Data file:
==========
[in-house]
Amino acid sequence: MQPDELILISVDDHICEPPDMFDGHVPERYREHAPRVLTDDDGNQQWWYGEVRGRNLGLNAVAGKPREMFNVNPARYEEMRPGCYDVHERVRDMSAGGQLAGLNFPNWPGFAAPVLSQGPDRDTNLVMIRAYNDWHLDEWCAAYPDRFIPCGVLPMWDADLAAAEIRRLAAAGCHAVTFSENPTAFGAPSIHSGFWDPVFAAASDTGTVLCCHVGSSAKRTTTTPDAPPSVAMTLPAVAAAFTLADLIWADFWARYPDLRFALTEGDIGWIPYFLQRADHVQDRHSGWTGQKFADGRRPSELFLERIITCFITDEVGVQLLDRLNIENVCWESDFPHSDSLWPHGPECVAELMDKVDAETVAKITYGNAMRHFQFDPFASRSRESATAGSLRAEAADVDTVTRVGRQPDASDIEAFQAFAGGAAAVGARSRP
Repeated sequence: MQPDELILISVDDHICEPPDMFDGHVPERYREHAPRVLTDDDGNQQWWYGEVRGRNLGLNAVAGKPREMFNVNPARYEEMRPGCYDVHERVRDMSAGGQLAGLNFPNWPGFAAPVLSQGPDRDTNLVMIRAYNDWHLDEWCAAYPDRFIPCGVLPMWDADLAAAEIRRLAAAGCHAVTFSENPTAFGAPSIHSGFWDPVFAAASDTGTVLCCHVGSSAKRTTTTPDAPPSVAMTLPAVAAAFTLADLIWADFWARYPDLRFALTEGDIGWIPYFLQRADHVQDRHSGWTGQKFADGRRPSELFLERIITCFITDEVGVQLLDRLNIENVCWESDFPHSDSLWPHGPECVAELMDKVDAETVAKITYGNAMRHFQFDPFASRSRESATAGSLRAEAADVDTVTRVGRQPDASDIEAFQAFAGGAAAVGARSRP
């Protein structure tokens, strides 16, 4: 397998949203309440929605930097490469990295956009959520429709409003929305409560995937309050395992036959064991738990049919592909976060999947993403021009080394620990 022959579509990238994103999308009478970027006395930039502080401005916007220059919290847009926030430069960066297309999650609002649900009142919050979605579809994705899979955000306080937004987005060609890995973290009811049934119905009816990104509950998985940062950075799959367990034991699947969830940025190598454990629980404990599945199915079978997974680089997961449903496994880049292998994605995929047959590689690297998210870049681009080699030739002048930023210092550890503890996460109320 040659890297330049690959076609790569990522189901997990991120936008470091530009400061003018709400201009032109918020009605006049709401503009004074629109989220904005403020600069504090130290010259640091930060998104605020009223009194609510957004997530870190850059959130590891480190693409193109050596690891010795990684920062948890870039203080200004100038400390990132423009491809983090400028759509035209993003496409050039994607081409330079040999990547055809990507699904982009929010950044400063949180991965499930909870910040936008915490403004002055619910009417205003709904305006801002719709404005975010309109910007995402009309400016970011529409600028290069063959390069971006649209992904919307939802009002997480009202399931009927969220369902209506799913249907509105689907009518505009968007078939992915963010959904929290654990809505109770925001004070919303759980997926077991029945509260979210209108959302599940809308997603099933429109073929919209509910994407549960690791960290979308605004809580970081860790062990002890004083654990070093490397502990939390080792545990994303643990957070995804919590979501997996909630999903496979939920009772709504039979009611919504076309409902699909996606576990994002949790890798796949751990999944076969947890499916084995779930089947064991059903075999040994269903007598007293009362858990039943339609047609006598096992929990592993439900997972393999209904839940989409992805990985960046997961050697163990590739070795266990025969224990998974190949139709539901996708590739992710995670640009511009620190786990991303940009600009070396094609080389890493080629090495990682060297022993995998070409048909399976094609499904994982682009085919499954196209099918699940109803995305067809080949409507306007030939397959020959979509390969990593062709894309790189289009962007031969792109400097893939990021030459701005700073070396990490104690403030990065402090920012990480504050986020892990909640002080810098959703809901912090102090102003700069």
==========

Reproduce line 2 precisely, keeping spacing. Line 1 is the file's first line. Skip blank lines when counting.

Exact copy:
Amino acid sequence: MQPDELILISVDDHICEPPDMFDGHVPERYREHAPRVLTDDDGNQQWWYGEVRGRNLGLNAVAGKPREMFNVNPARYEEMRPGCYDVHERVRDMSAGGQLAGLNFPNWPGFAAPVLSQGPDRDTNLVMIRAYNDWHLDEWCAAYPDRFIPCGVLPMWDADLAAAEIRRLAAAGCHAVTFSENPTAFGAPSIHSGFWDPVFAAASDTGTVLCCHVGSSAKRTTTTPDAPPSVAMTLPAVAAAFTLADLIWADFWARYPDLRFALTEGDIGWIPYFLQRADHVQDRHSGWTGQKFADGRRPSELFLERIITCFITDEVGVQLLDRLNIENVCWESDFPHSDSLWPHGPECVAELMDKVDAETVAKITYGNAMRHFQFDPFASRSRESATAGSLRAEAADVDTVTRVGRQPDASDIEAFQAFAGGAAAVGARSRP